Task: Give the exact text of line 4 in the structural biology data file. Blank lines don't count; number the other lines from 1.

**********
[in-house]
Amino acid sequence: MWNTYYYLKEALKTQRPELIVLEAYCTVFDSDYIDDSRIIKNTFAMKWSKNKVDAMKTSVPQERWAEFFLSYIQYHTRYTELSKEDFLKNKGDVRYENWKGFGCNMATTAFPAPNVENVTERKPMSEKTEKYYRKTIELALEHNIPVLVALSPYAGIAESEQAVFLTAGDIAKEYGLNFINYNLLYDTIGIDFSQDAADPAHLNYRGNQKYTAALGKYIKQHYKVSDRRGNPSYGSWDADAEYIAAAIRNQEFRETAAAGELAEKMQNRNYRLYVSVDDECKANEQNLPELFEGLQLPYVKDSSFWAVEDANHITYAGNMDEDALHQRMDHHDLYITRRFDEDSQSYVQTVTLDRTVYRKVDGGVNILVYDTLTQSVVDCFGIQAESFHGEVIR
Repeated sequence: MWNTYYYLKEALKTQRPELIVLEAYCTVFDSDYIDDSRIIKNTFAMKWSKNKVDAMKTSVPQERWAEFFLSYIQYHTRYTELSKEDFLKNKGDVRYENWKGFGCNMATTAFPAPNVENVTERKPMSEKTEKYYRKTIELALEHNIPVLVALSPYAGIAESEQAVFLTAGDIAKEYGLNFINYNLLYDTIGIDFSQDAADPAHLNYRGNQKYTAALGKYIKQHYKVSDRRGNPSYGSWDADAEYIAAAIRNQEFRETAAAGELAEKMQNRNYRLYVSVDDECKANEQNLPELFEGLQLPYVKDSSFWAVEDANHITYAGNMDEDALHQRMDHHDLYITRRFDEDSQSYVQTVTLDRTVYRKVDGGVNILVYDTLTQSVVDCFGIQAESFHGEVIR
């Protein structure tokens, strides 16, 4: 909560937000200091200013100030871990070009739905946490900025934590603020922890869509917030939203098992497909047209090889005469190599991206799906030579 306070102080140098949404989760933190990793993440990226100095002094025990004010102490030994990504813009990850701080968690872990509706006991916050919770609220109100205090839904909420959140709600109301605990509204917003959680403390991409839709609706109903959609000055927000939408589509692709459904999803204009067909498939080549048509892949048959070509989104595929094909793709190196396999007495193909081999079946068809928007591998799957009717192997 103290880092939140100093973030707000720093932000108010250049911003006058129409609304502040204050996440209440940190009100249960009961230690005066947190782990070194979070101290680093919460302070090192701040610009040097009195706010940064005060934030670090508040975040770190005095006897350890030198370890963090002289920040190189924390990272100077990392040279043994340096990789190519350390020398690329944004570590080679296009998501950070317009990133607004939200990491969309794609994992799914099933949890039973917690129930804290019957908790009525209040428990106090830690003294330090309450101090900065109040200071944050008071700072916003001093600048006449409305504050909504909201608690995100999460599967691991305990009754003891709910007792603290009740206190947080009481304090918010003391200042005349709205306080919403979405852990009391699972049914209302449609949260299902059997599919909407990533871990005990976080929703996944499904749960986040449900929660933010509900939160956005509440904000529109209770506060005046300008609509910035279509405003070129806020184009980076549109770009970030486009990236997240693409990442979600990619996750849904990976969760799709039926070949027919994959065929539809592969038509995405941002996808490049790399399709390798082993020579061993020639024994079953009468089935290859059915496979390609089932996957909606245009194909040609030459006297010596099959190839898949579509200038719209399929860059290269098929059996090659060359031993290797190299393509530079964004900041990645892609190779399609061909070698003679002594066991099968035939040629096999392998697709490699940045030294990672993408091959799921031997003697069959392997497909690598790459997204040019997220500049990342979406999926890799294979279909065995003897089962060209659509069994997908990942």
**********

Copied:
């Protein structure tokens, strides 16, 4: 909560937000200091200013100030871990070009739905946490900025934590603020922890869509917030939203098992497909047209090889005469190599991206799906030579 306070102080140098949404989760933190990793993440990226100095002094025990004010102490030994990504813009990850701080968690872990509706006991916050919770609220109100205090839904909420959140709600109301605990509204917003959680403390991409839709609706109903959609000055927000939408589509692709459904999803204009067909498939080549048509892949048959070509989104595929094909793709190196396999007495193909081999079946068809928007591998799957009717192997 103290880092939140100093973030707000720093932000108010250049911003006058129409609304502040204050996440209440940190009100249960009961230690005066947190782990070194979070101290680093919460302070090192701040610009040097009195706010940064005060934030670090508040975040770190005095006897350890030198370890963090002289920040190189924390990272100077990392040279043994340096990789190519350390020398690329944004570590080679296009998501950070317009990133607004939200990491969309794609994992799914099933949890039973917690129930804290019957908790009525209040428990106090830690003294330090309450101090900065109040200071944050008071700072916003001093600048006449409305504050909504909201608690995100999460599967691991305990009754003891709910007792603290009740206190947080009481304090918010003391200042005349709205306080919403979405852990009391699972049914209302449609949260299902059997599919909407990533871990005990976080929703996944499904749960986040449900929660933010509900939160956005509440904000529109209770506060005046300008609509910035279509405003070129806020184009980076549109770009970030486009990236997240693409990442979600990619996750849904990976969760799709039926070949027919994959065929539809592969038509995405941002996808490049790399399709390798082993020579061993020639024994079953009468089935290859059915496979390609089932996957909606245009194909040609030459006297010596099959190839898949579509200038719209399929860059290269098929059996090659060359031993290797190299393509530079964004900041990645892609190779399609061909070698003679002594066991099968035939040629096999392998697709490699940045030294990672993408091959799921031997003697069959392997497909690598790459997204040019997220500049990342979406999926890799294979279909065995003897089962060209659509069994997908990942």